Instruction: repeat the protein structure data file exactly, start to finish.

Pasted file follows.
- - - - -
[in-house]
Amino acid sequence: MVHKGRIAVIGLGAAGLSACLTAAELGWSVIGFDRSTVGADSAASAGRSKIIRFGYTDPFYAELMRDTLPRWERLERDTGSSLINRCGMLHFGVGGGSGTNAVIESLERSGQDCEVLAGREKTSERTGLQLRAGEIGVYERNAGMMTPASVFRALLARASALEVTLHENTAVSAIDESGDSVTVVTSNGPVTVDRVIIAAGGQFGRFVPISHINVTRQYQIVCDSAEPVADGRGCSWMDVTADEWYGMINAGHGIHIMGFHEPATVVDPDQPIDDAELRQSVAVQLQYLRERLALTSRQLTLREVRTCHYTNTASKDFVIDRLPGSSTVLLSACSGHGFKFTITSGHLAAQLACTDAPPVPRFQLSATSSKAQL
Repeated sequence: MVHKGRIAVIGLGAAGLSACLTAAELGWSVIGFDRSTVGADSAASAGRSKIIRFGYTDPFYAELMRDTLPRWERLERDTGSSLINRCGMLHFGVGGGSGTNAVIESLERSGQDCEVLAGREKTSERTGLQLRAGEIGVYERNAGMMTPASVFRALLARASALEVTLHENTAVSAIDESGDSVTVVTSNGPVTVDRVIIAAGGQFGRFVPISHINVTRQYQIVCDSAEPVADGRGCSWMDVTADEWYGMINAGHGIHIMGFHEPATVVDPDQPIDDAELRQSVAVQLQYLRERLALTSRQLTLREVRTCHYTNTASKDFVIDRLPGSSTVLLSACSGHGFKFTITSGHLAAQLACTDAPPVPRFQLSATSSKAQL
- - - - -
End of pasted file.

[in-house]
Amino acid sequence: MVHKGRIAVIGLGAAGLSACLTAAELGWSVIGFDRSTVGADSAASAGRSKIIRFGYTDPFYAELMRDTLPRWERLERDTGSSLINRCGMLHFGVGGGSGTNAVIESLERSGQDCEVLAGREKTSERTGLQLRAGEIGVYERNAGMMTPASVFRALLARASALEVTLHENTAVSAIDESGDSVTVVTSNGPVTVDRVIIAAGGQFGRFVPISHINVTRQYQIVCDSAEPVADGRGCSWMDVTADEWYGMINAGHGIHIMGFHEPATVVDPDQPIDDAELRQSVAVQLQYLRERLALTSRQLTLREVRTCHYTNTASKDFVIDRLPGSSTVLLSACSGHGFKFTITSGHLAAQLACTDAPPVPRFQLSATSSKAQL
Repeated sequence: MVHKGRIAVIGLGAAGLSACLTAAELGWSVIGFDRSTVGADSAASAGRSKIIRFGYTDPFYAELMRDTLPRWERLERDTGSSLINRCGMLHFGVGGGSGTNAVIESLERSGQDCEVLAGREKTSERTGLQLRAGEIGVYERNAGMMTPASVFRALLARASALEVTLHENTAVSAIDESGDSVTVVTSNGPVTVDRVIIAAGGQFGRFVPISHINVTRQYQIVCDSAEPVADGRGCSWMDVTADEWYGMINAGHGIHIMGFHEPATVVDPDQPIDDAELRQSVAVQLQYLRERLALTSRQLTLREVRTCHYTNTASKDFVIDRLPGSSTVLLSACSGHGFKFTITSGHLAAQLACTDAPPVPRFQLSATSSKAQL